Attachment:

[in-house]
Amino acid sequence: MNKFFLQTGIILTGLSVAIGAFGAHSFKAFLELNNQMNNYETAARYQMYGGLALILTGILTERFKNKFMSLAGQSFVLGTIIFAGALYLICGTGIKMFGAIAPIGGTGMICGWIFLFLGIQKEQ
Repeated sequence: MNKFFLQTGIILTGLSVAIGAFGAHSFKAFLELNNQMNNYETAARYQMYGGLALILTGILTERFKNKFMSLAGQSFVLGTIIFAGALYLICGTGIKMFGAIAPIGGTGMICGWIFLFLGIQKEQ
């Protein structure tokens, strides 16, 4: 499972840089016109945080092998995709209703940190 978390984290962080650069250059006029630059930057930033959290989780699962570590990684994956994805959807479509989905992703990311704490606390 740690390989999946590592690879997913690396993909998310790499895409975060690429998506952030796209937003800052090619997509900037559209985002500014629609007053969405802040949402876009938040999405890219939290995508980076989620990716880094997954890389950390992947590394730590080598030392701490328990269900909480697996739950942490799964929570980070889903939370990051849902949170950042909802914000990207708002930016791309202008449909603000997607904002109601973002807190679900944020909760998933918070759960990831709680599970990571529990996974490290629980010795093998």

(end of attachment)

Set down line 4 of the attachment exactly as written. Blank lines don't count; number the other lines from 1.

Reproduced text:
């Protein structure tokens, strides 16, 4: 499972840089016109945080092998995709209703940190 978390984290962080650069250059006029630059930057930033959290989780699962570590990684994956994805959807479509989905992703990311704490606390 740690390989999946590592690879997913690396993909998310790499895409975060690429998506952030796209937003800052090619997509900037559209985002500014629609007053969405802040949402876009938040999405890219939290995508980076989620990716880094997954890389950390992947590394730590080598030392701490328990269900909480697996739950942490799964929570980070889903939370990051849902949170950042909802914000990207708002930016791309202008449909603000997607904002109601973002807190679900944020909760998933918070759960990831709680599970990571529990996974490290629980010795093998």